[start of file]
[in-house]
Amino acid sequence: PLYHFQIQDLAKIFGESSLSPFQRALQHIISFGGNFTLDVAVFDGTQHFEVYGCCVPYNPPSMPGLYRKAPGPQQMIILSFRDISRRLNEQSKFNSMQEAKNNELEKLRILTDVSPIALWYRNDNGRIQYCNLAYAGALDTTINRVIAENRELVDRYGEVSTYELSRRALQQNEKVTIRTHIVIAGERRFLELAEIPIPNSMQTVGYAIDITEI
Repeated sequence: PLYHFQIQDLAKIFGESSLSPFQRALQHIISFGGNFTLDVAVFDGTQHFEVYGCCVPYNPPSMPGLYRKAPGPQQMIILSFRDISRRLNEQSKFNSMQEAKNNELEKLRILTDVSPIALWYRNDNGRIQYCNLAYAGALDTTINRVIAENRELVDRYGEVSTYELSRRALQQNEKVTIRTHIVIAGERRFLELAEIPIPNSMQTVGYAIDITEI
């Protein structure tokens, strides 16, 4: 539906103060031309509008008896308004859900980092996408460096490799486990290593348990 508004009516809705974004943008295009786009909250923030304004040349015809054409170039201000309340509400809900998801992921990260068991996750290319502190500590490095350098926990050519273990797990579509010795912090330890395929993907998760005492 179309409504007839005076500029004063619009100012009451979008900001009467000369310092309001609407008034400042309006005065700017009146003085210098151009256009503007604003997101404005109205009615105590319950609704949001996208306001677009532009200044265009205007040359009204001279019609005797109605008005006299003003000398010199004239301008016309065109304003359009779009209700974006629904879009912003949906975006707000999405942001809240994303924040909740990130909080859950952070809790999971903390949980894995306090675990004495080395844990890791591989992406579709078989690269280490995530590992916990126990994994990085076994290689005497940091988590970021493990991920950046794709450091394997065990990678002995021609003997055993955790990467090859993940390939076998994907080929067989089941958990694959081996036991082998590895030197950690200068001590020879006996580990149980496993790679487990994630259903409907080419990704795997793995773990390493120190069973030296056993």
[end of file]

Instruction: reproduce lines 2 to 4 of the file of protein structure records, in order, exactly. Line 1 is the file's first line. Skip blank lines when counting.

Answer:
Amino acid sequence: PLYHFQIQDLAKIFGESSLSPFQRALQHIISFGGNFTLDVAVFDGTQHFEVYGCCVPYNPPSMPGLYRKAPGPQQMIILSFRDISRRLNEQSKFNSMQEAKNNELEKLRILTDVSPIALWYRNDNGRIQYCNLAYAGALDTTINRVIAENRELVDRYGEVSTYELSRRALQQNEKVTIRTHIVIAGERRFLELAEIPIPNSMQTVGYAIDITEI
Repeated sequence: PLYHFQIQDLAKIFGESSLSPFQRALQHIISFGGNFTLDVAVFDGTQHFEVYGCCVPYNPPSMPGLYRKAPGPQQMIILSFRDISRRLNEQSKFNSMQEAKNNELEKLRILTDVSPIALWYRNDNGRIQYCNLAYAGALDTTINRVIAENRELVDRYGEVSTYELSRRALQQNEKVTIRTHIVIAGERRFLELAEIPIPNSMQTVGYAIDITEI
């Protein structure tokens, strides 16, 4: 539906103060031309509008008896308004859900980092996408460096490799486990290593348990 508004009516809705974004943008295009786009909250923030304004040349015809054409170039201000309340509400809900998801992921990260068991996750290319502190500590490095350098926990050519273990797990579509010795912090330890395929993907998760005492 179309409504007839005076500029004063619009100012009451979008900001009467000369310092309001609407008034400042309006005065700017009146003085210098151009256009503007604003997101404005109205009615105590319950609704949001996208306001677009532009200044265009205007040359009204001279019609005797109605008005006299003003000398010199004239301008016309065109304003359009779009209700974006629904879009912003949906975006707000999405942001809240994303924040909740990130909080859950952070809790999971903390949980894995306090675990004495080395844990890791591989992406579709078989690269280490995530590992916990126990994994990085076994290689005497940091988590970021493990991920950046794709450091394997065990990678002995021609003997055993955790990467090859993940390939076998994907080929067989089941958990694959081996036991082998590895030197950690200068001590020879006996580990149980496993790679487990994630259903409907080419990704795997793995773990390493120190069973030296056993």